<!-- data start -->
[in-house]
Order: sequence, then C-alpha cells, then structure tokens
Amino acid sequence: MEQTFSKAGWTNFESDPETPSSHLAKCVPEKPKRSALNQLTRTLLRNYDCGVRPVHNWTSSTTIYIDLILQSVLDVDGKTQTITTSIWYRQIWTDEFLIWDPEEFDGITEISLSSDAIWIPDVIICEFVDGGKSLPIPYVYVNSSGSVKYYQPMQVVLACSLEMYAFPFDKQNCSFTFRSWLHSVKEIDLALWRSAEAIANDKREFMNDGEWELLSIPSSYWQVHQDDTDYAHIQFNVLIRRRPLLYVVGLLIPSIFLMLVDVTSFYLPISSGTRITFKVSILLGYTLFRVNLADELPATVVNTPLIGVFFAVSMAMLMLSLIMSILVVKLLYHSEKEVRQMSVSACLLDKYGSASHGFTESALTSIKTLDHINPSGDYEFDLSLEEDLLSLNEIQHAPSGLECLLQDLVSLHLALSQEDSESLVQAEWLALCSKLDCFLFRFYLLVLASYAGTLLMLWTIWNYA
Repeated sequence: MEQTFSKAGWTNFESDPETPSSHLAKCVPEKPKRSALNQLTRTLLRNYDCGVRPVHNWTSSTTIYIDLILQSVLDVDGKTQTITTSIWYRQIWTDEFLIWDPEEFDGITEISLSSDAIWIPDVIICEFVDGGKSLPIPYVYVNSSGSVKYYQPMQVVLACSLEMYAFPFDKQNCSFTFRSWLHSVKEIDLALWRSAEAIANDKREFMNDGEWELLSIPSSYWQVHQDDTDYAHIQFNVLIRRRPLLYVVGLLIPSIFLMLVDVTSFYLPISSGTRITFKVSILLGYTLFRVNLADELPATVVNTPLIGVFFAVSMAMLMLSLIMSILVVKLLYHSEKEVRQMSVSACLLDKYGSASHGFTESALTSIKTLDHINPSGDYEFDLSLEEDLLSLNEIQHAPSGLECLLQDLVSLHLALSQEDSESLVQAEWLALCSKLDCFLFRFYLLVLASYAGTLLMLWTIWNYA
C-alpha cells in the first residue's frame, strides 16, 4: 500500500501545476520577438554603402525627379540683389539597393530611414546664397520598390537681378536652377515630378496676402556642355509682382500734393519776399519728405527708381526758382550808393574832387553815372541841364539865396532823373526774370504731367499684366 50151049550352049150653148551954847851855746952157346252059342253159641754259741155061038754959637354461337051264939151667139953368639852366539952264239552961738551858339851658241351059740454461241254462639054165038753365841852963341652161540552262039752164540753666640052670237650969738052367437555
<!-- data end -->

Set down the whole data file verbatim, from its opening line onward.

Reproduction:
[in-house]
Order: sequence, then C-alpha cells, then structure tokens
Amino acid sequence: MEQTFSKAGWTNFESDPETPSSHLAKCVPEKPKRSALNQLTRTLLRNYDCGVRPVHNWTSSTTIYIDLILQSVLDVDGKTQTITTSIWYRQIWTDEFLIWDPEEFDGITEISLSSDAIWIPDVIICEFVDGGKSLPIPYVYVNSSGSVKYYQPMQVVLACSLEMYAFPFDKQNCSFTFRSWLHSVKEIDLALWRSAEAIANDKREFMNDGEWELLSIPSSYWQVHQDDTDYAHIQFNVLIRRRPLLYVVGLLIPSIFLMLVDVTSFYLPISSGTRITFKVSILLGYTLFRVNLADELPATVVNTPLIGVFFAVSMAMLMLSLIMSILVVKLLYHSEKEVRQMSVSACLLDKYGSASHGFTESALTSIKTLDHINPSGDYEFDLSLEEDLLSLNEIQHAPSGLECLLQDLVSLHLALSQEDSESLVQAEWLALCSKLDCFLFRFYLLVLASYAGTLLMLWTIWNYA
Repeated sequence: MEQTFSKAGWTNFESDPETPSSHLAKCVPEKPKRSALNQLTRTLLRNYDCGVRPVHNWTSSTTIYIDLILQSVLDVDGKTQTITTSIWYRQIWTDEFLIWDPEEFDGITEISLSSDAIWIPDVIICEFVDGGKSLPIPYVYVNSSGSVKYYQPMQVVLACSLEMYAFPFDKQNCSFTFRSWLHSVKEIDLALWRSAEAIANDKREFMNDGEWELLSIPSSYWQVHQDDTDYAHIQFNVLIRRRPLLYVVGLLIPSIFLMLVDVTSFYLPISSGTRITFKVSILLGYTLFRVNLADELPATVVNTPLIGVFFAVSMAMLMLSLIMSILVVKLLYHSEKEVRQMSVSACLLDKYGSASHGFTESALTSIKTLDHINPSGDYEFDLSLEEDLLSLNEIQHAPSGLECLLQDLVSLHLALSQEDSESLVQAEWLALCSKLDCFLFRFYLLVLASYAGTLLMLWTIWNYA
C-alpha cells in the first residue's frame, strides 16, 4: 500500500501545476520577438554603402525627379540683389539597393530611414546664397520598390537681378536652377515630378496676402556642355509682382500734393519776399519728405527708381526758382550808393574832387553815372541841364539865396532823373526774370504731367499684366 50151049550352049150653148551954847851855746952157346252059342253159641754259741155061038754959637354461337051264939151667139953368639852366539952264239552961738551858339851658241351059740454461241254462639054165038753365841852963341652161540552262039752164540753666640052670237650969738052367437555